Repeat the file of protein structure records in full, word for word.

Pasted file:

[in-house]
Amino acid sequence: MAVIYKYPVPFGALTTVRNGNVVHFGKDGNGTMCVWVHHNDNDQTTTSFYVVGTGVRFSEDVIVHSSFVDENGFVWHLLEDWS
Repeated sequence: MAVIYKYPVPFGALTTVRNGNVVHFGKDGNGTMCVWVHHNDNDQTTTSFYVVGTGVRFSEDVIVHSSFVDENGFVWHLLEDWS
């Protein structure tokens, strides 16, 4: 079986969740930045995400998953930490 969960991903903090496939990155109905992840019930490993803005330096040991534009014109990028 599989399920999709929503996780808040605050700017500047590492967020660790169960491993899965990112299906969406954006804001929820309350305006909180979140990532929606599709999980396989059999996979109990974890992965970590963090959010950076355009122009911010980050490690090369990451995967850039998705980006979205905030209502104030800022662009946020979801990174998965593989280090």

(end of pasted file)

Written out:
[in-house]
Amino acid sequence: MAVIYKYPVPFGALTTVRNGNVVHFGKDGNGTMCVWVHHNDNDQTTTSFYVVGTGVRFSEDVIVHSSFVDENGFVWHLLEDWS
Repeated sequence: MAVIYKYPVPFGALTTVRNGNVVHFGKDGNGTMCVWVHHNDNDQTTTSFYVVGTGVRFSEDVIVHSSFVDENGFVWHLLEDWS
């Protein structure tokens, strides 16, 4: 079986969740930045995400998953930490 969960991903903090496939990155109905992840019930490993803005330096040991534009014109990028 599989399920999709929503996780808040605050700017500047590492967020660790169960491993899965990112299906969406954006804001929820309350305006909180979140990532929606599709999980396989059999996979109990974890992965970590963090959010950076355009122009911010980050490690090369990451995967850039998705980006979205905030209502104030800022662009946020979801990174998965593989280090």